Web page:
Bus-ting to Laugh

Mon 20th – Sun 26th August 2012


Rivkah Brown

at 11:14 on 21st Aug 2012



Upon arriving at ‘Bus-ting to Laugh’, we discovered that the show had suffered a last-minute location change, moving from - you guessed it - a bus, to The News Room, and a rather poky performance space underneath a bar. This unfortunately rendered their brilliant titular pun useless.

Joe Bains, who advertises himself on the show’s flyer as ‘a London Sikh with aspirations of working in an Indian call centre’, is what you might call the warm-up act, although his efforts leave the audience tepid at best. He had clearly misjudged the (largely female) crowd, upon whom his cracks about w*nking and anal sex fell decidedly flat.

Bains’ tone with the audience is far too conversational - rather than using questions about the audience’s background as a springboard to red-hot improvisation, Bains maintains a low-level small talk with the audience members, in this case missing out the easy target of Italian visitors. Nor does routinely calling each audience member’s hometown a ‘s**thole’ feel like an ingratiating tactic.

It must be said, however, that despite the general atmosphere of hostility (and a torturous number of awkward silences), Bains is incredibly persistent with his comedy, never once turning or giving up upon his unresponsive crowd. He did eventually manage to crack two particularly game audience members, who generously became the sole victims of audience participation.

Bains’ co-comic is Diane Fitton, a charming if slightly motherly performer, whose style of comedy, like Bains, is more living room than theatre, more sit down than stand up. There seems a worrying imperceptibility of punchlines in Fitton’s set, with jokes which seem to lack confidence, and mumble themselves into collapse. The gags themselves were too strung-out (a particular joke about internet dating held us in its grip for a full ten minutes), and the resulting lack of variety leads the audience to stop paying attention, and disengage from any participation Fitton attempts vainly to invite.

My main issue with Bains’ second set are its casual references to rape. Whoever has read Tanya Gold’s recent Guardian article on this very topic will know what a viral problem rape jokes are at the Fringe. I felt that Bains was jumping on the sexual assault bandwagon with the hope of juicing the now flagging show for all its comic worth; but this misguided tactic just embittered the audience further. My advice to ‘Bus-ting for Laughs’ would be to work on enlivening their potentially good material, and kill the non-starters.


Lise McNally

at 11:55 on 21st Aug 2012



I went into ‘Bus-ting to Laugh’ bursting with hope. Having received a lovely warm welcome through the door by Diane Fitton - one half of what seems to be a genuinely nice comedy duo - I really wanted to enjoy the show. Sadly, I just I couldn’t. Sweet they may be, but stand-up comics they ain’t.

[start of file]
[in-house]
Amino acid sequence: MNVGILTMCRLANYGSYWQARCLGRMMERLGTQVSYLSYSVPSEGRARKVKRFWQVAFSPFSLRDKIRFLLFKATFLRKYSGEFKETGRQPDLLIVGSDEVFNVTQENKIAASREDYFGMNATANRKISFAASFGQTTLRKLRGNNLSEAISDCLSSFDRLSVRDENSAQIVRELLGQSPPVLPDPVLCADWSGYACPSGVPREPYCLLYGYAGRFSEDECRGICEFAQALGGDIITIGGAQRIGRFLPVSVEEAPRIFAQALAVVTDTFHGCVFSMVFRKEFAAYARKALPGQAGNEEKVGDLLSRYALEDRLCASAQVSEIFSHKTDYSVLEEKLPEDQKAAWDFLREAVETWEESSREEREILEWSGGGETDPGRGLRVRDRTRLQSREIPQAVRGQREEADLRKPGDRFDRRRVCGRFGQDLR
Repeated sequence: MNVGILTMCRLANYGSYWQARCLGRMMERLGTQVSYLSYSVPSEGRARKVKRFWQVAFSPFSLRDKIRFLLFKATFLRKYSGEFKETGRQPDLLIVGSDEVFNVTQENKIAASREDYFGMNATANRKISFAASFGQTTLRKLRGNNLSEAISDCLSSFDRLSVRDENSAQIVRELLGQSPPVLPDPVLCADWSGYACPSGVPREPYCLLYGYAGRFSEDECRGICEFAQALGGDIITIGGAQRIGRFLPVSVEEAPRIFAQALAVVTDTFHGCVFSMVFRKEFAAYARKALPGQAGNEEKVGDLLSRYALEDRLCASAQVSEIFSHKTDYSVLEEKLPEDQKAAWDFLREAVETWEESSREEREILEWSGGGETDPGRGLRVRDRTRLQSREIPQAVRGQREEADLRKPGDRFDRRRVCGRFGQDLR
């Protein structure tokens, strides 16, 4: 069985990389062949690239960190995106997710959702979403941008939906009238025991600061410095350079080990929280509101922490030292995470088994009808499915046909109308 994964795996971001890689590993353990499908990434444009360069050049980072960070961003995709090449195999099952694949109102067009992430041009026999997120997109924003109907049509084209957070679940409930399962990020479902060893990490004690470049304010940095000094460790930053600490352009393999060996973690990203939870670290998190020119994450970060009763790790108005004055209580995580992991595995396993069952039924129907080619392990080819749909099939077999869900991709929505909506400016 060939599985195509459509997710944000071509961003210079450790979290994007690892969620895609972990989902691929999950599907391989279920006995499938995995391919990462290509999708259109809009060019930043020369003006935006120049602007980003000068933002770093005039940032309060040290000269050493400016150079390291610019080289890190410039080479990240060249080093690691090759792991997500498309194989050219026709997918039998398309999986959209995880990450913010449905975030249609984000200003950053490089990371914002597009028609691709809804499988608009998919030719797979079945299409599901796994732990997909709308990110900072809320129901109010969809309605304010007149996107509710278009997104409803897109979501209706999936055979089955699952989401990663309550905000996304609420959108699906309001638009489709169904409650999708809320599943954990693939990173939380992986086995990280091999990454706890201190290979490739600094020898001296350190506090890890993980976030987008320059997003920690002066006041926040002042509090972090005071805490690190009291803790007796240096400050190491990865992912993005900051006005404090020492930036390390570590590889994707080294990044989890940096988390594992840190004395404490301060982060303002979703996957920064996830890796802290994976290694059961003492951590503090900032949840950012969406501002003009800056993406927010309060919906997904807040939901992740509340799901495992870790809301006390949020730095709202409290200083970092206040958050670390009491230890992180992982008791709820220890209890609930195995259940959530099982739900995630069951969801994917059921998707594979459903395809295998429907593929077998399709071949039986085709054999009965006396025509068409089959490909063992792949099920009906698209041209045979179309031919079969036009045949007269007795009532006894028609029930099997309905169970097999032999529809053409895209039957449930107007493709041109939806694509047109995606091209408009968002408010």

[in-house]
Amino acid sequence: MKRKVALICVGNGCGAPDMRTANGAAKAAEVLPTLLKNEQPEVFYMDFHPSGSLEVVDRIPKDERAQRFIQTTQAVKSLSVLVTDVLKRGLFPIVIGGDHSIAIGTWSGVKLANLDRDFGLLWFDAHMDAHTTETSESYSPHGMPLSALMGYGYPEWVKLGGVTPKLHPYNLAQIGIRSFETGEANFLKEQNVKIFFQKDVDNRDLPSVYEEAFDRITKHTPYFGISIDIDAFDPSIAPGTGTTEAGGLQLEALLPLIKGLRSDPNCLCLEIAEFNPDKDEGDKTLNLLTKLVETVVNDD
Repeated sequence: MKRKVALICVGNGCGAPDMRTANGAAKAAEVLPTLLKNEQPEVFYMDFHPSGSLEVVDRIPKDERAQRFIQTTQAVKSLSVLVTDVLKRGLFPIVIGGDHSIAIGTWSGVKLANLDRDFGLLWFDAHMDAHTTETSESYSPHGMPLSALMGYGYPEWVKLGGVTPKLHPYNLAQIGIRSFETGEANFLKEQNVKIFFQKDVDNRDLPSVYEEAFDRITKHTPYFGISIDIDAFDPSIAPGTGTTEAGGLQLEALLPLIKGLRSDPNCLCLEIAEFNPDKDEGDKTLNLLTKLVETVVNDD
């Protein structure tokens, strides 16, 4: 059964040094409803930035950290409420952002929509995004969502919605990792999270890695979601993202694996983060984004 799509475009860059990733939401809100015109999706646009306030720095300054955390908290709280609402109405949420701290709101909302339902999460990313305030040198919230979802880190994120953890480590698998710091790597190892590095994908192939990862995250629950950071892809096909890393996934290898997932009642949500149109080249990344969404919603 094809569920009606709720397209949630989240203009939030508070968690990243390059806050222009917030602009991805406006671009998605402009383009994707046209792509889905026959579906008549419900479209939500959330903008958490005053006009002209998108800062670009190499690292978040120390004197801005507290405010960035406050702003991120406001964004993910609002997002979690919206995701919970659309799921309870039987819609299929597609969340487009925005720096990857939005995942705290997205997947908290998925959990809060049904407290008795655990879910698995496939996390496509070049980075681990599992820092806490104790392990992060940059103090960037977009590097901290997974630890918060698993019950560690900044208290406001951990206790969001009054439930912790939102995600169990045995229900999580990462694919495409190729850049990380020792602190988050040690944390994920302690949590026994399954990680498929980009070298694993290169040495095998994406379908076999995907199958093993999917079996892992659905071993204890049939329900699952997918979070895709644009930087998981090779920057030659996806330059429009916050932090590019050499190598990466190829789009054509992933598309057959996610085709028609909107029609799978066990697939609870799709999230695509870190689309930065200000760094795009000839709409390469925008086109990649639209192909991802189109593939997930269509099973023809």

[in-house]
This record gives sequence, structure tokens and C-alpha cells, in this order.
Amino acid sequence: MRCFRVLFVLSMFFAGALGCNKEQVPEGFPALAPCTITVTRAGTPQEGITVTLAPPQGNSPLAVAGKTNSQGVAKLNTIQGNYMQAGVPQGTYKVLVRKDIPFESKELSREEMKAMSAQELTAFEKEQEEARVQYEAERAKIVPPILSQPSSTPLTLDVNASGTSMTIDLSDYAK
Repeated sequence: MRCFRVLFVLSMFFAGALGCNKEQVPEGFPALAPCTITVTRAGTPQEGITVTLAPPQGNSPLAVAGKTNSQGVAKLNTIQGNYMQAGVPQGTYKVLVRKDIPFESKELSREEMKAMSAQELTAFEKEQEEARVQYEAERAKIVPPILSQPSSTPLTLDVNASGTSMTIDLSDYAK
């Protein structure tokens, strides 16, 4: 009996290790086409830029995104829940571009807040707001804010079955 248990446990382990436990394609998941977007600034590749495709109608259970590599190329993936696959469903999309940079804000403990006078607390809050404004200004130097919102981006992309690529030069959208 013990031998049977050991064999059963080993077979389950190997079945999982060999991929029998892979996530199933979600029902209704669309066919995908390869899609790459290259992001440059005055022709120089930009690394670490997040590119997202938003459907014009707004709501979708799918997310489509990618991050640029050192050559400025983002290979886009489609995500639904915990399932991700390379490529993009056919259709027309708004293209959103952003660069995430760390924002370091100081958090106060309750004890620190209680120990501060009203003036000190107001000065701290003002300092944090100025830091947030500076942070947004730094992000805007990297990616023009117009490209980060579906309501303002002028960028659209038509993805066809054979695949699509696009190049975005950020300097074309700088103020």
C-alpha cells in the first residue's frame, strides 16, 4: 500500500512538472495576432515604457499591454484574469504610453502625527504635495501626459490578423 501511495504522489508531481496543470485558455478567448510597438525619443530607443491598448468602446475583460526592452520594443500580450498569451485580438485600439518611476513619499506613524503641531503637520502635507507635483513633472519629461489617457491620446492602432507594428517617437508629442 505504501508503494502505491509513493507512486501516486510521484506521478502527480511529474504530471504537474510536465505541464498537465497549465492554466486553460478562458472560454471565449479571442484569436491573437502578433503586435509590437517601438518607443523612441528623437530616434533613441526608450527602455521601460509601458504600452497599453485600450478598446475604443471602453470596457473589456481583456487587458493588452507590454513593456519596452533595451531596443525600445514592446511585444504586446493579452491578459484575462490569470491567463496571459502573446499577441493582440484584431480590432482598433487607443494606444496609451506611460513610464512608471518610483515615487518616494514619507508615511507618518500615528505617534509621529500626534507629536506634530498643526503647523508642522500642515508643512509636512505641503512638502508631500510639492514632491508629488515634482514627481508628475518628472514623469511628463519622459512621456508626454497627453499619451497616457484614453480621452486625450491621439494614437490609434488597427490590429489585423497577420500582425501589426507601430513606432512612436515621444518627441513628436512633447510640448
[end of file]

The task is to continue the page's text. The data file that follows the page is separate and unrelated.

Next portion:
As a compère, Joe Bains was acceptable: welcoming us to the show with energetic friendliness, he tried his best to get the audience warmed up by engaging in some preliminary banter. This was interesting, and did serve to break down the fourth wall, but it fell short of actually amusing. Bains failed to utilise the audience’s responses to create funny and new material, instead simply repeating their answers back to them - it felt less like a stand-up show and more like a coffee morning. After the first few minutes I knew everyone’s names and where they came from, but had yet to hear a single joke. As a stand-up comedian and improv performer, however, I’m afraid to say that Joe is a little bit awful. While I’m sure that he did not mean to be deliberately offensive, his repeated references to gang rape are unfunny and frankly uncomfortable. Similarly, his 'Family Fortunes' game deploys an unsophisticated humour which is several decades too old to be anything other than misogynistic: “What’s the first thing men do after sex? Pay”. Of course, because all women are prostitutes...

As the second and last performer of the afternoon, Fitton was marginally better. She is an engaging conversationalist with an infectious smile and expressive face; however her comic delivery needs quite a bit of work in order to make the transition from anecdote to actual joke. In particular, Fitton displays a tendency to rush her endings, speeding her potentially funny tales of girl guides or blind dates to the point that the actual punchline flashes past without giving the audience time to register the humour. Instead, each tale was met with a somewhat baffled silence. As one man from the increasingly uncomfortable crowd so astutely observed; “it was painful, roll on”.

In fact, the only proper laughs to be had from ‘Bus-ting to Laugh’ were provided courtesy of the audience: a truly witty bunch, and the sole redeeming feature of the afternoon. Their participation and witty comebacks really show Joe and Diane how it ought to be done: stylishly, slowly and without causing outright offence. As a result I really can’t recommend ‘Bus-ting to Laugh’ - even as free fringe it isn’t value for money.



joe bains; 23rd Aug 2012; 11:04:53

This review was done badly.

you are not supposed to turn on your high horses and announce during the show that you are there to review the show.

your supposed turn up like any other member of the audience.

your supposed to be invisible. you can tell us at the end.

we don't need to know you are there.

when you announced during the show that you are the reviewers and there to review the show, you panicked us - we are not professionals and this is the first time somebody has announced that they are there to review the show.

we ran around like headless chickens panicing.

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